bioavailability in corn and soybean meal was increased due to prebiotic supplementation (Yasuda et al.,
Effect of Prebiotics on Calf Health
Prebiotics such as mannan oligosaccharides prevent attachment of pathogenic bacteria whereas mannan
oligosaccharides and beta glucanscan improve the immune system of the calf. (FOS) in combination
with spray-dried bovine serum to calves reduced the incidence and severity of enteric disease (Quigley
et al., 2002). It has been suggested that this sugar prevents the adhesion of Enterobacteriaceae, most
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notably Escherichia coli and Salmonella, to the intestinal epithelium (Heartmink et al., 1997).
Supplementation of MOS, FOS, and GL may improve the growth performance of calves in both the
pre- or post weaning stage.
Indeed many studies have shown an increase in normal fecal scores and a decrease in the incidence of
scours with prebiotic supplementation. Pre-weaned calves fed milk replacer supplemented with
mannanoligosacchardies reported to have a good fecal scores compared with calves that received no
supplement (Heinrichs et al., 2003). Dairy calves fed a yeast culture derived from Saccharomyces
cerevisiae had more incidences of normal fecal scores and had fewer incidences of fever, diarrhea, and
health disorders as compared to controls (Magalhães et al., 2007). Furthermore, Ghosh and Mehla (2012)
reported that a mannan oligosaccharide supplementation reduced fecal coliform counts. Prebiotics may
exert cancer protective effects at the cellular level following SCFA formation. SCFA induce apoptosis in
colon adenoma and cancer cell lines (Hague et al., 1994).
Lactulose has an effect on the morphology of intestine. It was found that there was a reduction of ileal
villus height and decrease in the depth of the crypts when compared with control, due to lactulose
treatment of approximately 14% lactulose fed group (L1) and 20% lactulose fed group (L3). (Fleige et
al., 2007)
Effect of Prebiotics on Immune Function
The administration of prebiotics has been associated with immunomodulatory effects encompassing
innate, adaptive immunity as a result of the interaction with the microbiota (Gibson, 2008). Most
information about the effects of prebiotics on the immune system comes from experimental trials with
inulin and FOS. Prebiotics act like growth factor to particular commensal bacteria, which inhibit the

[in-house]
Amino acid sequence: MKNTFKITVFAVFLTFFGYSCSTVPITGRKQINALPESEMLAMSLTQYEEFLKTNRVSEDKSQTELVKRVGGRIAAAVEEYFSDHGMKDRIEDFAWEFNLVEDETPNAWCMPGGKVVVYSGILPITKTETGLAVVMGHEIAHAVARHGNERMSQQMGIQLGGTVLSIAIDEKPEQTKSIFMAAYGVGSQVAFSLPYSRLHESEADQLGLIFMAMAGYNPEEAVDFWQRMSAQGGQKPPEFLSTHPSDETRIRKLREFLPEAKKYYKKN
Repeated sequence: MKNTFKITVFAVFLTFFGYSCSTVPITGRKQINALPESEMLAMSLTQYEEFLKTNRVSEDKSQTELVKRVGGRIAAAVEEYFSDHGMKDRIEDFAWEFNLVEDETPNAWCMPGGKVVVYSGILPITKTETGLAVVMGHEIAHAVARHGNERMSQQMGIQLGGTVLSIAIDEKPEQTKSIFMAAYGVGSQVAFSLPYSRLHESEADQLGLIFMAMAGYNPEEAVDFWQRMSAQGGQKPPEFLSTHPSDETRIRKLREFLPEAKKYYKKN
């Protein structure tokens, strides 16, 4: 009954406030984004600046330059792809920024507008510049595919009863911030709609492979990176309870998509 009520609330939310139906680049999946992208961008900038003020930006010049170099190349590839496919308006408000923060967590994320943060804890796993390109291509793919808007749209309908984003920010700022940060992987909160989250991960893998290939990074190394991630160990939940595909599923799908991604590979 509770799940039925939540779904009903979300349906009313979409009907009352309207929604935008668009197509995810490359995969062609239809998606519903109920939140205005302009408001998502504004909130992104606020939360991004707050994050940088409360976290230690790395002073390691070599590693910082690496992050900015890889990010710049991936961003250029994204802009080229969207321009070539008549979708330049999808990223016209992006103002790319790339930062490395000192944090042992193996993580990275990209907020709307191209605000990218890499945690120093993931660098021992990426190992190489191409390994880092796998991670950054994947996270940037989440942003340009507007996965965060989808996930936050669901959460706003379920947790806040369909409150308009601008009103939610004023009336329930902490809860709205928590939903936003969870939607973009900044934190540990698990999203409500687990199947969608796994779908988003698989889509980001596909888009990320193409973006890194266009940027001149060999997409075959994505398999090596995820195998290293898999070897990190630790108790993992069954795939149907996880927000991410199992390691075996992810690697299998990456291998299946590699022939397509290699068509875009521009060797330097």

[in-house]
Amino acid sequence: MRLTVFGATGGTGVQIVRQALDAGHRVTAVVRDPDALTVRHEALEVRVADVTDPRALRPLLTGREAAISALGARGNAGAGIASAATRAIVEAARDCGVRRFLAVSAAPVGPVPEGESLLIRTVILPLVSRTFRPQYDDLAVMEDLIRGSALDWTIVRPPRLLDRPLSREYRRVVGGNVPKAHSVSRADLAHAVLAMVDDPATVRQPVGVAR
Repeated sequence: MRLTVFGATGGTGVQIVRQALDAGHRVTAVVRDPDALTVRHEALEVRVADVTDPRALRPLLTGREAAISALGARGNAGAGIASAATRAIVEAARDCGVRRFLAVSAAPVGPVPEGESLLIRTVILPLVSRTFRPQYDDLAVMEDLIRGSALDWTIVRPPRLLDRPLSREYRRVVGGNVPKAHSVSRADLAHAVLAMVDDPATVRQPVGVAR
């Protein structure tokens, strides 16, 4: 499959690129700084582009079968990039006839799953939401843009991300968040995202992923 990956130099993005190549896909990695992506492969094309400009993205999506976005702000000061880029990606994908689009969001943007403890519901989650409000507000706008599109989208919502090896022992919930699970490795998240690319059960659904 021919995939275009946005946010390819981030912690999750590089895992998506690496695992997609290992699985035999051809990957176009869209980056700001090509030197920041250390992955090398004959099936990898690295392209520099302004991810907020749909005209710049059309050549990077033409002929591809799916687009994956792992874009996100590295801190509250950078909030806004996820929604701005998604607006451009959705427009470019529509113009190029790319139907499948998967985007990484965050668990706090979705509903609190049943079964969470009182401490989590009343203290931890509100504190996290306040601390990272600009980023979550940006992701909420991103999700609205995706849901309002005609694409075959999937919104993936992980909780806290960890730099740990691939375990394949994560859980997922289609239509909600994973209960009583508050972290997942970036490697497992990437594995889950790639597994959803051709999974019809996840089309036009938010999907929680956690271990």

adherence and invasion of pathogens in the colonic epithelia by competing for the same glycoconjugates
present on the surface of epithelial cells, altering the colonic pH, favoring the barrier function, improving
the mucus production, producing short-chain fatty acids and inducing cytokine production (Korzenik and
Podolsky, 2006). The gut-associated lymphoid tissue (GALT) is the biggest tissue in the immune system
comprising 60% of all lymphocytes in the body. It contains Peyer's patches (PP), lamina propria (LP) and
intraepithelial lymphocytes (IEL) forming a unique immune network (MowatandViney, 1997). PP
contains follicle-associated epithelium (FAE) that covers M-cells responsible for transporting the antigen
onto the lymphatic tissue where dendritic, Tand B-cells are found (Mowat, 2003). LP is the region
between the epithelium and the muscle and contains mast cells, dendritic cells, macrophages and B- and
T-cells (MacDonald, 2003). The consumption of prebiotics can modulate immune parameters in GALT,
secondary lymphoid tissues and peripheral circulation (Bodera, 2008). Necrotizing enterocolitis (NEC) is
a major cause of morbidity and mortality in premature infants. Prebiotic administration manipulates the
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intestinal bacterial community, accelerating the growth of commensal bacteria. Prebiotic supplemented
formula increase stool colony counts of bifidobacteria and lactobacilli in preterm neonates without
adversely affecting weight gain (Srinivasjois et al., 2009). FOS is being increasingly included in food